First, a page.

In total, our agency is working with over 70 communities, including tribal nations, to increase access to funding for mitigation projects that will make communities more livable and resilient.

With extreme weather events becoming increasingly intense and frequent due to climate change, we must keep pressing forward and continue investing in ways to better protect ourselves and our neighbors. And we are encouraged that local officials are engaging with us to learn more about the benefits of the BRIC non-financial Direct Technical Assistance initiative—just last week, we saw hundreds of participants nationwide register for a recent webinar on this important topic.

We want to see even more communities take advantage of this initiative, and, ultimately, obtain grants for innovative and forward-looking resilience projects. To that end, FEMA recently published a blog with five steps to help local communities and tribal nations learn more about the benefits of this non-financial technical assistance to access federal funding. I hope your community will take action and submit a letter of interest for this exciting opportunity and increase meaningful mitigation work throughout the country.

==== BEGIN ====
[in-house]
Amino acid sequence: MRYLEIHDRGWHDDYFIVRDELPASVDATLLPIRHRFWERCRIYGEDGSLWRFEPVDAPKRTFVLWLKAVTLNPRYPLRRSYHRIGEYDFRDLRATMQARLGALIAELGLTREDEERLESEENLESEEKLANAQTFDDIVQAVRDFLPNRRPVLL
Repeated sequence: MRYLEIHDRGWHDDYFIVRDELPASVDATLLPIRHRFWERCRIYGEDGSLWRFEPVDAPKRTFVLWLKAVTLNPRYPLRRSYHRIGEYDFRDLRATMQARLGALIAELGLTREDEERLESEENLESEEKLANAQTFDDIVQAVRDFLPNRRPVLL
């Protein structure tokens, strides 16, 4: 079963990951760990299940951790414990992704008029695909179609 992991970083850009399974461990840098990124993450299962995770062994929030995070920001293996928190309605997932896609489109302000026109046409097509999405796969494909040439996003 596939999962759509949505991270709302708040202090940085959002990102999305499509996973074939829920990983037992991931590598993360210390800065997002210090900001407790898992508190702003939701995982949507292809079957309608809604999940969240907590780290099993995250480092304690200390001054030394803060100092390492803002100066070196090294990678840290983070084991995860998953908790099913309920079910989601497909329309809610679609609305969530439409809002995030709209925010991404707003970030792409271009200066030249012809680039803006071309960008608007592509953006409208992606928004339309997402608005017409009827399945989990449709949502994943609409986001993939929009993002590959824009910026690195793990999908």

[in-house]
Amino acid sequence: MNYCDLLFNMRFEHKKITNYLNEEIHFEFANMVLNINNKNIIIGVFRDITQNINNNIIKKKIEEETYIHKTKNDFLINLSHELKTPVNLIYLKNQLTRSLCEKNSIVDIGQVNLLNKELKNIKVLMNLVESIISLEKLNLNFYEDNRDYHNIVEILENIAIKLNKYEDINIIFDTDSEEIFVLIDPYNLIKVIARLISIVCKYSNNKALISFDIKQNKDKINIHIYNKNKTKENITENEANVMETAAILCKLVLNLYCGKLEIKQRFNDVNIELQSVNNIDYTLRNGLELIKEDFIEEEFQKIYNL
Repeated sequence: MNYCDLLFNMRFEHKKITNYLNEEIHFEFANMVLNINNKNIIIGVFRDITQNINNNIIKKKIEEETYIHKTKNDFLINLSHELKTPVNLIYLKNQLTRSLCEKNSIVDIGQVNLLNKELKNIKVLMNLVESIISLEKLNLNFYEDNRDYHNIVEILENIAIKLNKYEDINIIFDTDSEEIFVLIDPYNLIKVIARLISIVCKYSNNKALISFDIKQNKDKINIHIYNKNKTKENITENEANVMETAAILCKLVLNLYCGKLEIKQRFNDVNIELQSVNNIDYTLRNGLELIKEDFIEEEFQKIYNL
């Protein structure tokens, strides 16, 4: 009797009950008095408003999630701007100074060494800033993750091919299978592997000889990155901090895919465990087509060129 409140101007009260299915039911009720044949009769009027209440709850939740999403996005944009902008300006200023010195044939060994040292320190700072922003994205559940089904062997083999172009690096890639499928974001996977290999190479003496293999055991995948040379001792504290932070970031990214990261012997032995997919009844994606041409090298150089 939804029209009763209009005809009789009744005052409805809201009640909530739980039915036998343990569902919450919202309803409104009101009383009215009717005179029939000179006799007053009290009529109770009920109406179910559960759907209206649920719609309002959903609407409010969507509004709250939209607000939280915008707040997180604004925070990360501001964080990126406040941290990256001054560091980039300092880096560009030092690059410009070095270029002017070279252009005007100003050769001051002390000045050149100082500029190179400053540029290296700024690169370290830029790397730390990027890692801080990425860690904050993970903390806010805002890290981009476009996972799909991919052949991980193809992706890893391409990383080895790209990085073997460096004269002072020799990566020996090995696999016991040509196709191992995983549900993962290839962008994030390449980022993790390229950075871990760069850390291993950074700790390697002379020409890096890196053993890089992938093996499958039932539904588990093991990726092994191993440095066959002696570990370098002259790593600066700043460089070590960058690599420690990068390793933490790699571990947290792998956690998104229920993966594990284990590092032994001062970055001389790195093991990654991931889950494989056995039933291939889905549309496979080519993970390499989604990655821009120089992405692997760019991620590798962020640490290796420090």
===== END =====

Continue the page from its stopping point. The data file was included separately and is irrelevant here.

With the pace of disasters accelerating, communities can utilize federal resources to reduce their risk and take action to save property and lives. FEMA stands ready to be a partner and collaborator with any community that is ready to implement creative mitigation strategies and help build our nation’s resilience.

The post OP-ED: Delivering Climate Resilience Funding to Communities that Need it the Most first appeared on BlackPressUSA.

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Tale of Two Underground Railroad Communities